Skip to content

The National Museum of Australia is temporarily closed to the public until further notice. Read more in our coronavirus statement

  • Closed
  • Free general admission

Mick Rangiari interviewed by Jack Doolan

Jack Doolan: And then we'll talk about that walk off from Wave Hill.

Mick Rangiari: Well, when we come back after that race meeting at Negri, and we did — to come back. We wanted, like just get our stuff from truck. We had a couple of truck then, from Negri. And that evening, and someone said: 'Oh, old Vincent come back from Darwin.' And they said: 'Oh, you know what we going to do about it tomorrow?'

Everybody get up, you know, where the camp, everybody muster, to listen to this old man bin talking: 'Okay, we got to make a move tomorrow.' Before we give everybody, and give pensioner women and men, okay, you know, give them warning. 'Okay, soon as everybody have breakfast, we can go to Vestey office, and see Mr Fisher, and we'll say nobody can work for him. We got to start.'

Okay, that night we had a camp, everybody, because he bring good news.

Jack Doolan: Yeah, so that's one day you didn't go to work?

Mick Rangiari: Next morning, next morning. Just one day. Soon as we bin come back from Negri, and that late.

Mick Doolan: And Vincent's back by this time, eh?

Mick Rangiari: And that night we had to listen to old Vincent, what he got to tell us. Every family bin gone listen to Vincent: 'Okay, tomorrow we go to Vestey office. And we going to start to walk away.'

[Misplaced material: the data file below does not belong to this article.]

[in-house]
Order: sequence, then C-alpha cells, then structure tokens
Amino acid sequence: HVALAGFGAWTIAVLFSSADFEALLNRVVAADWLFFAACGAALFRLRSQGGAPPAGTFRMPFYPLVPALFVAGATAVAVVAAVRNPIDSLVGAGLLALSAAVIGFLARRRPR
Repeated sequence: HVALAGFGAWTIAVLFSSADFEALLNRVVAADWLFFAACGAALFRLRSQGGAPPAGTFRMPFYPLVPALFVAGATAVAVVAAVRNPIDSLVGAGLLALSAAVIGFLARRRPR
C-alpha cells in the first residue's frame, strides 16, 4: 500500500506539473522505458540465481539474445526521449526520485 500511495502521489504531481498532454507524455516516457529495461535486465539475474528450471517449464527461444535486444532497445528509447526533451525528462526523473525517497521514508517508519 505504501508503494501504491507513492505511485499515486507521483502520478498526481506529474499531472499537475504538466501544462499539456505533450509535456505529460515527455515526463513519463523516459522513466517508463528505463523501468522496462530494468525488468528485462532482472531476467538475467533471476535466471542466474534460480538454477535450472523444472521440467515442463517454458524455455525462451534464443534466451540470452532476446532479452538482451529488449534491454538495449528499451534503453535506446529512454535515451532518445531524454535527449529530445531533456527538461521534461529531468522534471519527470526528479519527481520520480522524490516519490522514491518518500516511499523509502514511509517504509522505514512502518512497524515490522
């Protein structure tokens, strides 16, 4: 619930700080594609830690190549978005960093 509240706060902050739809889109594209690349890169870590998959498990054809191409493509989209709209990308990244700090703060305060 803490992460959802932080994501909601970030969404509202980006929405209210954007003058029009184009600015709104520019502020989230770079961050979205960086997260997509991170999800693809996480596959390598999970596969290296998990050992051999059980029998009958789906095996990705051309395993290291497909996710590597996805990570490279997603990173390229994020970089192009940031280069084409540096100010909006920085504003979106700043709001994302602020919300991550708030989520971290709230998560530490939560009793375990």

So we did. Alright. We camped that night, and next morning everybody get sort of dressed, have a breakfast, and everybody bin come to sort of one places. All bin meet up there. And so we bin walk into office, Vestey office. Okay, and old Vincent and Gerry, and few others, elders, bin look for — going inside, found this bloke sitting in his office.

And this old man said: 'Oh, we got to tell you something. Could you come out, just for a second.' So Mr Fisher come out, and everybody was just right around that bloke, he was in the middle. And Vincent there, and Gerry and few others, elders. Okay, talk to him: 'Okay, we bin brought up by Vestey, and you know we bin working slave, just for tobacco, bit of salt beef, bucket of tea and a bit of damper, that's all, and nothing for every week.' We used to get one box of matches and nicki-nicki tobacco. 'This time, we just sorry, you can have your station. It is your station, we just walk out of station now.' And Mr Fisher said: 'Oh, you're joking!'

'I'm taking my mob now. I'm taking everybody from this station. So you can't see us more.' When we leave this station, we mean that, because Vesteys are rich people. One of your boss, they in Sydney, some in England. And they should give us fair go. Good house, good everything, you know. They didn't recognise we are human being. They must have bin think us some sort of animal.

Now we just walked away: 'Okay, goodbye.' So we walked away.

Disclaimer and Copyright notice
This is an edited transcript typed from an audio recording.
The National Museum of Australia cannot guarantee its complete accuracy.
© National Museum of Australia 2007–19. This transcript is copyright and is intended for your general use and information. You may download, display, print and reproduce it in unaltered form only for your personal, non-commercial use or for use within your organisation. Apart from any use as permitted under the Copyright Act 1968 (Cth) all other rights are reserved.

Date published: 26 March 2020

Return to Top